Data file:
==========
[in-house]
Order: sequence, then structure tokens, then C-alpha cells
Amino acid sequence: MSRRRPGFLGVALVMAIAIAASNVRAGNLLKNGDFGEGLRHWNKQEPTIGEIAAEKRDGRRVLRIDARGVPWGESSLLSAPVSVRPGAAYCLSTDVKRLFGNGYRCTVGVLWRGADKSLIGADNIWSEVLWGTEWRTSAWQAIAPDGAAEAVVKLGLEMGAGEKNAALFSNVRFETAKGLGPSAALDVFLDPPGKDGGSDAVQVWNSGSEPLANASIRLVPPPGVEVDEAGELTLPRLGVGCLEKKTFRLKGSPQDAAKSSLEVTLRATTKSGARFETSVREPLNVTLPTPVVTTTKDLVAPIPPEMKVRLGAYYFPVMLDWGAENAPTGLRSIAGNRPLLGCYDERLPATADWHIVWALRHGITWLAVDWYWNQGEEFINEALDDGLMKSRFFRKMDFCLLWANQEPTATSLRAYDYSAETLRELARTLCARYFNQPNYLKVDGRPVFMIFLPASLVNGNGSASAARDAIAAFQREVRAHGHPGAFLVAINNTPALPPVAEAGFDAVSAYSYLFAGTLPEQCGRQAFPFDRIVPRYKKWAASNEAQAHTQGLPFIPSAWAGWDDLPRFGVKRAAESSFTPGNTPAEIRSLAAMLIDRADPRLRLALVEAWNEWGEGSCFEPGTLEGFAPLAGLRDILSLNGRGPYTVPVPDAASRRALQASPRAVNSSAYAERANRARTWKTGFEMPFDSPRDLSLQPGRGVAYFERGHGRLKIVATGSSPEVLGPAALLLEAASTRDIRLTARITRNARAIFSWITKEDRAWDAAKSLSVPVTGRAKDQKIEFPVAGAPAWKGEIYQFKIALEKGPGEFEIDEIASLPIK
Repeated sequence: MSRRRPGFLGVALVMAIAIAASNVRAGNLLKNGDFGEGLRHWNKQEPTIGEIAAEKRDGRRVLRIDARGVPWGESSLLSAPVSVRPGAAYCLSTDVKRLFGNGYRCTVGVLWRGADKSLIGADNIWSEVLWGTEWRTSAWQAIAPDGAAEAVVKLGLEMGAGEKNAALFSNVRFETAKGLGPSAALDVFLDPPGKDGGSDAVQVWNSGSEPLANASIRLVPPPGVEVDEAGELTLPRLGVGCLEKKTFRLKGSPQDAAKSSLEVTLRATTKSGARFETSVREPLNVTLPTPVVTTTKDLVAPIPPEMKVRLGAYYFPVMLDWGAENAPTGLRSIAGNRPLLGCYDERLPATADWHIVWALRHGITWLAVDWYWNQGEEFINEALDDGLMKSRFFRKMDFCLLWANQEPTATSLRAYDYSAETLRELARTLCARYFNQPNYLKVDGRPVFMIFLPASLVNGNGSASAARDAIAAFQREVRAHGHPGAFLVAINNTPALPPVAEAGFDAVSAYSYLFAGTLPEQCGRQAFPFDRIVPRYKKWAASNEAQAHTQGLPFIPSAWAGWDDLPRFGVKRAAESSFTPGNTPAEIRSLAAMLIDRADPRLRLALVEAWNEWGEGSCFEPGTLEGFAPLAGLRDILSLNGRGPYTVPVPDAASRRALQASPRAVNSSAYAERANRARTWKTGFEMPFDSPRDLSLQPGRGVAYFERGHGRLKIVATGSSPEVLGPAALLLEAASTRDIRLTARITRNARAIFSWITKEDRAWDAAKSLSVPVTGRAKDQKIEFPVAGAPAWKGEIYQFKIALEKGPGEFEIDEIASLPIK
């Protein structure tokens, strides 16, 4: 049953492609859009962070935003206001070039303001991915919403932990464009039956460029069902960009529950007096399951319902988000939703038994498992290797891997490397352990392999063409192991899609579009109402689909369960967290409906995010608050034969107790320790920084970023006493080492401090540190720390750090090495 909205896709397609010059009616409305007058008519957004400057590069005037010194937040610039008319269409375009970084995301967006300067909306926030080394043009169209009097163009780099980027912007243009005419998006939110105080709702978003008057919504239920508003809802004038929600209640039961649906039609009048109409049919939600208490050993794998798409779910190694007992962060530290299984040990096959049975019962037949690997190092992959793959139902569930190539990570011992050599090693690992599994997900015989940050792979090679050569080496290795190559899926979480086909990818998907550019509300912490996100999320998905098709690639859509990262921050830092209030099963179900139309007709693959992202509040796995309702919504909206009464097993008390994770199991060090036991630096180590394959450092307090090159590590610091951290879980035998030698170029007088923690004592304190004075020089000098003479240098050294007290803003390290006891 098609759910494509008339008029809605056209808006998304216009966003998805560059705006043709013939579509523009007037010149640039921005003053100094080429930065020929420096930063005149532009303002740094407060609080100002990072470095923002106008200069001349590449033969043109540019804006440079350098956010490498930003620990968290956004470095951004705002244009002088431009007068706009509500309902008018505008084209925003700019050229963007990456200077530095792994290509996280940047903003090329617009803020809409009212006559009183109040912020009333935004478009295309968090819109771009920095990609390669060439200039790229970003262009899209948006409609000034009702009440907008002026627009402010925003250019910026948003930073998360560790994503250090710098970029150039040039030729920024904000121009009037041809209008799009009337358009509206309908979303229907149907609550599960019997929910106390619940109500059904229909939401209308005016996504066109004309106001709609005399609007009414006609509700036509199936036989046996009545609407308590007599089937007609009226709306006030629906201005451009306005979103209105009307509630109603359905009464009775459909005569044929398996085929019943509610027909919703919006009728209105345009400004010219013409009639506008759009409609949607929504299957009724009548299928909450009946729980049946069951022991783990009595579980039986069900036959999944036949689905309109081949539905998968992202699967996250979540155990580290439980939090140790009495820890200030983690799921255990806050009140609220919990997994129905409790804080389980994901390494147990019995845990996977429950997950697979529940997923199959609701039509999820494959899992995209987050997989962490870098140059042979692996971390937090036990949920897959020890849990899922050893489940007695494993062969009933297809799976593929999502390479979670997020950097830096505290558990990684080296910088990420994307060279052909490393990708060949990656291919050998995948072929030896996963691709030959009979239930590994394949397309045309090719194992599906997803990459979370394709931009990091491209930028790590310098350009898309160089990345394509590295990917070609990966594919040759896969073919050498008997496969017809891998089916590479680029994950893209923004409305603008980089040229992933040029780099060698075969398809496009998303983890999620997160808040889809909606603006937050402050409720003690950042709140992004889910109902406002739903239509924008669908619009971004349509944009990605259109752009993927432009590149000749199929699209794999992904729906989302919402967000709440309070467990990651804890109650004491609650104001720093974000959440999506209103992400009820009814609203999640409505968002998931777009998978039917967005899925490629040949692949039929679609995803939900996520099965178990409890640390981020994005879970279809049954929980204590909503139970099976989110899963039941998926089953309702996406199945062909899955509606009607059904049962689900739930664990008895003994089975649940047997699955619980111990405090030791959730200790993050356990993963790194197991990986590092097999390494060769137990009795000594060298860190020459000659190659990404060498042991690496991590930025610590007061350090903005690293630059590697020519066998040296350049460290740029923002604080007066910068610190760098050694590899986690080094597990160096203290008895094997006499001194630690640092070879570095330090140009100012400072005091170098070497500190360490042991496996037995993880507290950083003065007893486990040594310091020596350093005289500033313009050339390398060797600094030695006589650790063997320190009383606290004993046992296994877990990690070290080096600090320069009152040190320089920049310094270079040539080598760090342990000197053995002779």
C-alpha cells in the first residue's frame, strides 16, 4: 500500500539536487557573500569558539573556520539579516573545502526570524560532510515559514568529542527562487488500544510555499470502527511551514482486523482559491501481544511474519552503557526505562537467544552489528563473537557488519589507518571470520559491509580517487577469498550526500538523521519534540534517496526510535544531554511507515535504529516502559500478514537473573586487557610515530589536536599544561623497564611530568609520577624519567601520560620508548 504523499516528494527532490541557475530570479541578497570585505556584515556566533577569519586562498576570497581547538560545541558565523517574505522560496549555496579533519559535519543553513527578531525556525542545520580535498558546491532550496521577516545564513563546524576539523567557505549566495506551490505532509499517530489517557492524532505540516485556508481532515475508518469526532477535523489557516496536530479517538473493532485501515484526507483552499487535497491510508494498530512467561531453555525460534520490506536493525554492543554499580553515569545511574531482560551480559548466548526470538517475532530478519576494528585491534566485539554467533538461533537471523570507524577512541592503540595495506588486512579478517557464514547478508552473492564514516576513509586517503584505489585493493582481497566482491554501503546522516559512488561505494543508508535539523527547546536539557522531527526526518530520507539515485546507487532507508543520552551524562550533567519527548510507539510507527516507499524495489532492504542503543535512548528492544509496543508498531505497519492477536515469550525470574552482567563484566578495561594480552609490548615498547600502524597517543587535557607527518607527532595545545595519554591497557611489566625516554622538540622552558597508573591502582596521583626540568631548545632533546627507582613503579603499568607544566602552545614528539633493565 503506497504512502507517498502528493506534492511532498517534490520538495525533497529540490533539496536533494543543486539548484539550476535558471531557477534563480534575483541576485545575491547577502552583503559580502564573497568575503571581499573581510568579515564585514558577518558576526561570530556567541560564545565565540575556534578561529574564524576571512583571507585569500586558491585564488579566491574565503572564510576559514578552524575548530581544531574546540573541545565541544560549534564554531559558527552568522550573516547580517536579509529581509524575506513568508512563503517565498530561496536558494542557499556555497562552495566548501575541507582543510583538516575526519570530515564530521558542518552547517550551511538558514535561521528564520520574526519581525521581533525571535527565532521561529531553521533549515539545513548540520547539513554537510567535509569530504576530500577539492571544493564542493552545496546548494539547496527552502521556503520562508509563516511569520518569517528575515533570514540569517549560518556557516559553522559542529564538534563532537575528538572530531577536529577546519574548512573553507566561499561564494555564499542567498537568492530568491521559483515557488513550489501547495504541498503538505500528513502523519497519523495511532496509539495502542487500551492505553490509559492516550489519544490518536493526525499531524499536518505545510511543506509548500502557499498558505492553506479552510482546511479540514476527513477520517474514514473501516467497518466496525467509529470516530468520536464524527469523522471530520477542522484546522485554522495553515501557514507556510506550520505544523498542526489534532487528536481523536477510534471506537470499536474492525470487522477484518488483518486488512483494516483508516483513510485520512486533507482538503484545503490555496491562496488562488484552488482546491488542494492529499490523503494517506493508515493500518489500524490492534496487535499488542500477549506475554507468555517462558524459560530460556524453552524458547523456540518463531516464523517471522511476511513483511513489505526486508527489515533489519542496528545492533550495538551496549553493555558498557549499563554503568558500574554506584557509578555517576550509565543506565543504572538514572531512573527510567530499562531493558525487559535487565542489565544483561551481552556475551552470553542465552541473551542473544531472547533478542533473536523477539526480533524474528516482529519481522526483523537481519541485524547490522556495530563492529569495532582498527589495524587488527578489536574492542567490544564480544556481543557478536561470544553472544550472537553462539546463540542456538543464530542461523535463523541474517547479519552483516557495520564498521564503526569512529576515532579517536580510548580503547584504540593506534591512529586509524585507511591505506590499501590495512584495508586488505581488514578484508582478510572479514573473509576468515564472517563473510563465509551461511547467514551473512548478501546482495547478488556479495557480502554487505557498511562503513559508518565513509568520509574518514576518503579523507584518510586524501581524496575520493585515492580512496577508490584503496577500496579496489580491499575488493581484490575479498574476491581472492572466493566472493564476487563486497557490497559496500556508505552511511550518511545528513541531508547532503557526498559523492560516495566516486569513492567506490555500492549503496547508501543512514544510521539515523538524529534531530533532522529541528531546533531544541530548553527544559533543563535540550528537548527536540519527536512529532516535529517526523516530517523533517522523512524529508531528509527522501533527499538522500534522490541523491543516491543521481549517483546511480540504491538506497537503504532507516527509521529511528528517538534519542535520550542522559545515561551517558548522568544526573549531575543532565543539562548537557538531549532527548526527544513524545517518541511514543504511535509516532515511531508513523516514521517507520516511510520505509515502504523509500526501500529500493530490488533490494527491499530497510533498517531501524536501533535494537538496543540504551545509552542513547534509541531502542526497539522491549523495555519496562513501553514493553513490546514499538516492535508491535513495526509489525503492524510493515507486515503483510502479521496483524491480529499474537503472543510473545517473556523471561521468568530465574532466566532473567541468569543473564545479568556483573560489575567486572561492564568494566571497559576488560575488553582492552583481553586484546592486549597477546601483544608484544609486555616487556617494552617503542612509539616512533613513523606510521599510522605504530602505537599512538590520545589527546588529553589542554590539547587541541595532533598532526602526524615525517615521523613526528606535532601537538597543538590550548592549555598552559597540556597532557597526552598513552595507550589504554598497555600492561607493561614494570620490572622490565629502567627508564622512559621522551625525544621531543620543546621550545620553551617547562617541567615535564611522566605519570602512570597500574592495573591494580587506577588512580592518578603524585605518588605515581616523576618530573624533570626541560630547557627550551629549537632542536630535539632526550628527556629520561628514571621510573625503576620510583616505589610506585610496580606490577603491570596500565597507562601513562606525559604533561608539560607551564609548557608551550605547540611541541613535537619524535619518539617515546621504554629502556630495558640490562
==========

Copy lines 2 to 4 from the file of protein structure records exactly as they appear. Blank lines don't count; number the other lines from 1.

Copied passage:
Order: sequence, then structure tokens, then C-alpha cells
Amino acid sequence: MSRRRPGFLGVALVMAIAIAASNVRAGNLLKNGDFGEGLRHWNKQEPTIGEIAAEKRDGRRVLRIDARGVPWGESSLLSAPVSVRPGAAYCLSTDVKRLFGNGYRCTVGVLWRGADKSLIGADNIWSEVLWGTEWRTSAWQAIAPDGAAEAVVKLGLEMGAGEKNAALFSNVRFETAKGLGPSAALDVFLDPPGKDGGSDAVQVWNSGSEPLANASIRLVPPPGVEVDEAGELTLPRLGVGCLEKKTFRLKGSPQDAAKSSLEVTLRATTKSGARFETSVREPLNVTLPTPVVTTTKDLVAPIPPEMKVRLGAYYFPVMLDWGAENAPTGLRSIAGNRPLLGCYDERLPATADWHIVWALRHGITWLAVDWYWNQGEEFINEALDDGLMKSRFFRKMDFCLLWANQEPTATSLRAYDYSAETLRELARTLCARYFNQPNYLKVDGRPVFMIFLPASLVNGNGSASAARDAIAAFQREVRAHGHPGAFLVAINNTPALPPVAEAGFDAVSAYSYLFAGTLPEQCGRQAFPFDRIVPRYKKWAASNEAQAHTQGLPFIPSAWAGWDDLPRFGVKRAAESSFTPGNTPAEIRSLAAMLIDRADPRLRLALVEAWNEWGEGSCFEPGTLEGFAPLAGLRDILSLNGRGPYTVPVPDAASRRALQASPRAVNSSAYAERANRARTWKTGFEMPFDSPRDLSLQPGRGVAYFERGHGRLKIVATGSSPEVLGPAALLLEAASTRDIRLTARITRNARAIFSWITKEDRAWDAAKSLSVPVTGRAKDQKIEFPVAGAPAWKGEIYQFKIALEKGPGEFEIDEIASLPIK
Repeated sequence: MSRRRPGFLGVALVMAIAIAASNVRAGNLLKNGDFGEGLRHWNKQEPTIGEIAAEKRDGRRVLRIDARGVPWGESSLLSAPVSVRPGAAYCLSTDVKRLFGNGYRCTVGVLWRGADKSLIGADNIWSEVLWGTEWRTSAWQAIAPDGAAEAVVKLGLEMGAGEKNAALFSNVRFETAKGLGPSAALDVFLDPPGKDGGSDAVQVWNSGSEPLANASIRLVPPPGVEVDEAGELTLPRLGVGCLEKKTFRLKGSPQDAAKSSLEVTLRATTKSGARFETSVREPLNVTLPTPVVTTTKDLVAPIPPEMKVRLGAYYFPVMLDWGAENAPTGLRSIAGNRPLLGCYDERLPATADWHIVWALRHGITWLAVDWYWNQGEEFINEALDDGLMKSRFFRKMDFCLLWANQEPTATSLRAYDYSAETLRELARTLCARYFNQPNYLKVDGRPVFMIFLPASLVNGNGSASAARDAIAAFQREVRAHGHPGAFLVAINNTPALPPVAEAGFDAVSAYSYLFAGTLPEQCGRQAFPFDRIVPRYKKWAASNEAQAHTQGLPFIPSAWAGWDDLPRFGVKRAAESSFTPGNTPAEIRSLAAMLIDRADPRLRLALVEAWNEWGEGSCFEPGTLEGFAPLAGLRDILSLNGRGPYTVPVPDAASRRALQASPRAVNSSAYAERANRARTWKTGFEMPFDSPRDLSLQPGRGVAYFERGHGRLKIVATGSSPEVLGPAALLLEAASTRDIRLTARITRNARAIFSWITKEDRAWDAAKSLSVPVTGRAKDQKIEFPVAGAPAWKGEIYQFKIALEKGPGEFEIDEIASLPIK